But, you ask: What about the collateral harm to Olivier’s land? How can that be justified, since Olivier didn’t do anything wrongful? Well, such harm can’t be justified if it’s gratuitous–and perhaps not even if it is excessive in relation to the amelioration of the threat to Dapo from Marko. And, surely, it is *not* ok for Dapo to target Olivier himself, or other property of his that is unrelated to the Marko threat. (That’s the thrust of Belgium’s statement that it is not targeting Syria as such.) Requirements of proportionality are designed to deal with precisely such concerns. But just as there is no absolute bar to any and all collateral damage to innocent Olivier in my hypothetical, so, too, the jus ad bellum does not categorically prohibit all harm to non-liable states (just as the jus in bello does not guarantee that no civilians will be killed). (Once again: The burning of the Caroline was accomplished via a violation of the “territorial integrity” of the U.S. — but no one, least of all Daniel Webster, thought that that violation of integrity, in and of itself, rendered unlawful the British act of self-defense. The difference between the two sides was, well, whether the U.S. was in fact unable to prevent future rebel attacks.)

  21. Federica Paddeu

    Interesting discussion, as ever.

    On Adil and Marty’s arguments (if I can use your first names), I think a little Hohfeld might help clarify a few things. Your arguments are not, in fact, all that different: it’s simply that Adil is arguing from the standpoint of the State who suffers force in its territory and Marty from the standpoint of the State who uses force. But as Hohfeld explains, neither of these positions can stand on their own: one does not have a ‘right'(or a liberty, or a power, or an immunity) in a vacuum. These are always asserted in the context of a legal relation: as against someone else. For example, to say that A has a (claim-)right to do something is the same thing as saying that B has a duty not to interfere with A doing that something. So, to say that a State has a ‘right’ (I am using inverted commas here, so as not to prejudge what kind of entitlement self-defence actually is) of self-defence is also to assert that someone else will be in a given relation with respect to that exercise of self-defence. If we use Hohfelfd’s first-order legal relations, self-defence can be seen as a liberty (or privilege) of a State, in which case another State will have a (correlative) no-right that self-defence not be used against it. Equally (to use the second-order legal relations) self-defence can be seen as a power of a State, in which case another State will have a liability in respect of the exercise of that power.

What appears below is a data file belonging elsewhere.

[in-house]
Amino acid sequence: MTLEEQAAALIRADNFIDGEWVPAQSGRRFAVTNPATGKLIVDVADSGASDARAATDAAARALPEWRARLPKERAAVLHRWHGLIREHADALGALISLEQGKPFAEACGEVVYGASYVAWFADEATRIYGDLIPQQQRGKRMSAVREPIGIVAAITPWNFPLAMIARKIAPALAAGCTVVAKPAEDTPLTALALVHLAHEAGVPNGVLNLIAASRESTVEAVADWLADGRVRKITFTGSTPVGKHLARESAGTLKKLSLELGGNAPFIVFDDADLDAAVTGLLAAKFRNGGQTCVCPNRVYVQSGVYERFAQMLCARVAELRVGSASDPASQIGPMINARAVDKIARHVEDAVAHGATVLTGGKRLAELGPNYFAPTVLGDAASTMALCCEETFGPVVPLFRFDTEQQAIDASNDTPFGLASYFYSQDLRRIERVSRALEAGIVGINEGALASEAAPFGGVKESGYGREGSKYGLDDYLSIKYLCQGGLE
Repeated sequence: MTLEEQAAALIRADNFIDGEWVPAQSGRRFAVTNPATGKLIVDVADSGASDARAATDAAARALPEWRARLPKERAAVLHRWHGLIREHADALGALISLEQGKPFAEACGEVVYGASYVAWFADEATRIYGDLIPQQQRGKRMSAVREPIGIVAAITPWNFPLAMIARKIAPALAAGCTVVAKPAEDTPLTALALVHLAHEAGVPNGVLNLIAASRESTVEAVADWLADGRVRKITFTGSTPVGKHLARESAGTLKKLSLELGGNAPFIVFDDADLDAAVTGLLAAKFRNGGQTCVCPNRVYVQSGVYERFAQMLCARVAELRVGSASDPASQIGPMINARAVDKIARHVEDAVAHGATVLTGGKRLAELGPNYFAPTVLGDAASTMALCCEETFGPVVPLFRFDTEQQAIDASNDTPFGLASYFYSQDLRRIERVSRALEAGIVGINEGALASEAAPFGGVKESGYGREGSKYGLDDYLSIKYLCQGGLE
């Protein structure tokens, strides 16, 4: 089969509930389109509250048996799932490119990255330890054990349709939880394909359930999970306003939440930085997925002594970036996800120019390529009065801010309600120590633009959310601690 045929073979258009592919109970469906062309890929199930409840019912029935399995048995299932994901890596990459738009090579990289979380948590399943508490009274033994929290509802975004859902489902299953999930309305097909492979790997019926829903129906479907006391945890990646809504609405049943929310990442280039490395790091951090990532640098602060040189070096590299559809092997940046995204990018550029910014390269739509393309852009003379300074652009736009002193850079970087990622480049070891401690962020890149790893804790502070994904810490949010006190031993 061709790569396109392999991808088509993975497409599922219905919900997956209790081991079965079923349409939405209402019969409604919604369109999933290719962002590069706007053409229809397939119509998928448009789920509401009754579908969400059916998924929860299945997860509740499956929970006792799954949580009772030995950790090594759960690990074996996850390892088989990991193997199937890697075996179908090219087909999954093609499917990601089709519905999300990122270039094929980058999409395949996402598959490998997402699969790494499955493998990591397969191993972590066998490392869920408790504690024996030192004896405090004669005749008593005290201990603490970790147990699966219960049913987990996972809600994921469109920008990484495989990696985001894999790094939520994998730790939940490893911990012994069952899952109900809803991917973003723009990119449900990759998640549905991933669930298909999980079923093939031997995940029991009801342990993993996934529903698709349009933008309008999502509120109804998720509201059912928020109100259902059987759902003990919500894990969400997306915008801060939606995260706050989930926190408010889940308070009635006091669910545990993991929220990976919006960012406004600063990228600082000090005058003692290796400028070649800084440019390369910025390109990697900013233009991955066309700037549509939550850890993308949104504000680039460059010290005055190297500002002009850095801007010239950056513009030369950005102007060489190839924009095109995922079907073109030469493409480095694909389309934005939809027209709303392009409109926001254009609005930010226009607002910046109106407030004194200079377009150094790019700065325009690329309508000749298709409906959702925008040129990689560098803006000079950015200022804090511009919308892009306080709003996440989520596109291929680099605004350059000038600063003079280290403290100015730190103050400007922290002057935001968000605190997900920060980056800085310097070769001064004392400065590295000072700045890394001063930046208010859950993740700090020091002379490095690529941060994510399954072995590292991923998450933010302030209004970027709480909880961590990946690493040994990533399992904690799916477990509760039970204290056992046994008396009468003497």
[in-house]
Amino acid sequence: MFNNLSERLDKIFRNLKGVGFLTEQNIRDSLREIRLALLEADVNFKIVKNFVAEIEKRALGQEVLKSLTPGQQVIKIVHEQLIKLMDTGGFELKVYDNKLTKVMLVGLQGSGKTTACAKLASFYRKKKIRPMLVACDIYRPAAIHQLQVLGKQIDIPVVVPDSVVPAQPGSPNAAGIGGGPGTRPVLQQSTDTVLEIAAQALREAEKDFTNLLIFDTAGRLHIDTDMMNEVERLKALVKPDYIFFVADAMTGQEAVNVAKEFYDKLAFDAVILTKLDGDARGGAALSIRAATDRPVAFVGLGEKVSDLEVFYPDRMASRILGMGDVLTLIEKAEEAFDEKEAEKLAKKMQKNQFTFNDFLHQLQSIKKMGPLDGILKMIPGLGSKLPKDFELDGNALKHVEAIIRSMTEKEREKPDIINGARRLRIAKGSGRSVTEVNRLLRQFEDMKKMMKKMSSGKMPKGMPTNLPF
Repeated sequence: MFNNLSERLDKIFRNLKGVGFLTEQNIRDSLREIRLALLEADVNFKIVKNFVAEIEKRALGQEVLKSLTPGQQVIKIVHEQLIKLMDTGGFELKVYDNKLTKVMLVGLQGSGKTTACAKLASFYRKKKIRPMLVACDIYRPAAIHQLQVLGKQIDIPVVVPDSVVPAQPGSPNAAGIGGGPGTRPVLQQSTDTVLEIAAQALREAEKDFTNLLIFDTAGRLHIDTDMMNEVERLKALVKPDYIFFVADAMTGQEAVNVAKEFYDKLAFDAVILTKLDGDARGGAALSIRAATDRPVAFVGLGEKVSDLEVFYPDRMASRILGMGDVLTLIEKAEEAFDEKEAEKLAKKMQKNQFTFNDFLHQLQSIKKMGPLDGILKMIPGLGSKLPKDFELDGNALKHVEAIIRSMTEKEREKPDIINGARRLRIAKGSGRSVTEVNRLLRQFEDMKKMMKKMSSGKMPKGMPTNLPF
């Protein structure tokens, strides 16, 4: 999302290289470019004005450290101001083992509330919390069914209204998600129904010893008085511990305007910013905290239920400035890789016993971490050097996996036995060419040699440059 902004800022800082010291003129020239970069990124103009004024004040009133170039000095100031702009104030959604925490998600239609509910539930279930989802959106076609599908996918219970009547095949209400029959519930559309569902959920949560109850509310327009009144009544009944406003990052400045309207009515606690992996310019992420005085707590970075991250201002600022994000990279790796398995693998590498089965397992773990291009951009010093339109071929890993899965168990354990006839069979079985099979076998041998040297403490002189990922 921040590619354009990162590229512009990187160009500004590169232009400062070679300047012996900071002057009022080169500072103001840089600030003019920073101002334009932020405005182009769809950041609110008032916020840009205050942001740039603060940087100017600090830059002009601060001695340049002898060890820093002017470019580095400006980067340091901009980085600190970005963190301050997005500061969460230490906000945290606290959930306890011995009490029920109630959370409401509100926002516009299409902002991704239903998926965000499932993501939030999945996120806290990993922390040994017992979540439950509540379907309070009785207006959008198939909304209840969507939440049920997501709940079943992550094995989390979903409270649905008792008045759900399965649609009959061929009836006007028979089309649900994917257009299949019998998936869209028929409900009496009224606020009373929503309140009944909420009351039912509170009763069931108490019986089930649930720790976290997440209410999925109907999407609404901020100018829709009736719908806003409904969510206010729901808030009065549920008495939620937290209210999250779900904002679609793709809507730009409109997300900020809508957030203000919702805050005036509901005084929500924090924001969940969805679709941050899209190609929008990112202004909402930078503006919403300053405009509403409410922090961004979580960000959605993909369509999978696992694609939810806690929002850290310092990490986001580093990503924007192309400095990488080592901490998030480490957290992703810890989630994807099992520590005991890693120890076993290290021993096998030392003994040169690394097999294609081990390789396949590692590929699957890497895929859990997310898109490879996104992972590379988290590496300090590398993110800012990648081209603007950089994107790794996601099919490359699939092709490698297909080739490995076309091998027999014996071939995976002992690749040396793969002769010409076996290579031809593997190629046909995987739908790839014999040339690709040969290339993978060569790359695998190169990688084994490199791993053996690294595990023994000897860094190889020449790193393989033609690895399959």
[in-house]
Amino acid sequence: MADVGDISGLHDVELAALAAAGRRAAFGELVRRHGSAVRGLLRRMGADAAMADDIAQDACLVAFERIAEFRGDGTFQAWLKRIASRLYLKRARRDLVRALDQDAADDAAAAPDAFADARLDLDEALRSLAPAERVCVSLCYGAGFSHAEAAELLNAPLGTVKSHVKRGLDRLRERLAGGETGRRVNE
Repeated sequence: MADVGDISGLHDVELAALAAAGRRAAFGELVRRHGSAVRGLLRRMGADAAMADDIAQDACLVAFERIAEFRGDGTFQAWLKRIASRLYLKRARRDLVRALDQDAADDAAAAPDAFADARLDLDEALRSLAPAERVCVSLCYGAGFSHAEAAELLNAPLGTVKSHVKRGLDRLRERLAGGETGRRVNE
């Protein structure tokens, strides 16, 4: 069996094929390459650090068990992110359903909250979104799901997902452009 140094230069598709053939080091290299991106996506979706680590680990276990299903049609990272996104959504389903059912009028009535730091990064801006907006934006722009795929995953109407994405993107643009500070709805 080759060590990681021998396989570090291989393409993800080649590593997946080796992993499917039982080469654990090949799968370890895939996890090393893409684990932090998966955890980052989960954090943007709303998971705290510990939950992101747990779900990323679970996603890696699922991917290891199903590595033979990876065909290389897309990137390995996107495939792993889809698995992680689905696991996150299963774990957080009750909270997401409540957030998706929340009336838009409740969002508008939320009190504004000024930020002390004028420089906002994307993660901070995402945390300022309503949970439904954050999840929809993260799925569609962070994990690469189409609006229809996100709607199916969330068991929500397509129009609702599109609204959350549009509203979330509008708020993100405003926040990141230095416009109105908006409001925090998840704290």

Now, these are always A-B relations with respect to a given thing X. The moment an additional party is added (say C), then the relations between A-C and B-C have to be analysed separately. And here I think Adil is right: the self-defence relation (eg, the relation of Article 51) exists between the State (A) and the Non State-Actor (B). The host State (C) is a third party in that relation, and so the no-right or the liability of the host State to the forcible action of the State exercising self-defence must be explained in some way other than by reference to Article 51. I think Article 21 of the Articles on State Responsibility can provide the additional justification necessary in this regard (in the A-C relation)–but I acknowledge that there is no practice backing this explanation.

    Separate from this analytical explanation, is the theoretical explanation (or even the moral explanation) for the legality of self-defence. In this regard, forfeiture theory is a common way to explain the legality of self-defensive force among criminal law theorists and moral philosophers (see, eg, Uniacke, Permissible Killing (1994); Fletcher & Ohlin, Defending Humanity (2013)). This theoretical explanation can incorporate Hohfeldian analysis, in that it can be broken down into the victim possessing a liberty to interfere with the aggressor’s life and the aggressor having a no-right that his life be respected by the victim (the aggressor’s no-right would be the result of his having forfeited that right by his aggression). This is not, however, generally accepted nor pacific as a moral explanation of the legality of self-defence–at least in respect of the right to life (see, eg, McMahan, Killing in War (2009). The objections to this theory in criminal law stem mostly from the moral value of life and how it cannot renounced/forfeited. But these moral objections are less valid when talking about States, so rights-forfeiture provides a persuasive explanation for the legality of self-defence in international law (of course, in the A-B relations between victim and aggressor).

  22. Thanks Federica, for that erudite intervention, which I quite enjoyed. Did you mean to type Article 21 (self-defense) or Article 25 (necessity)?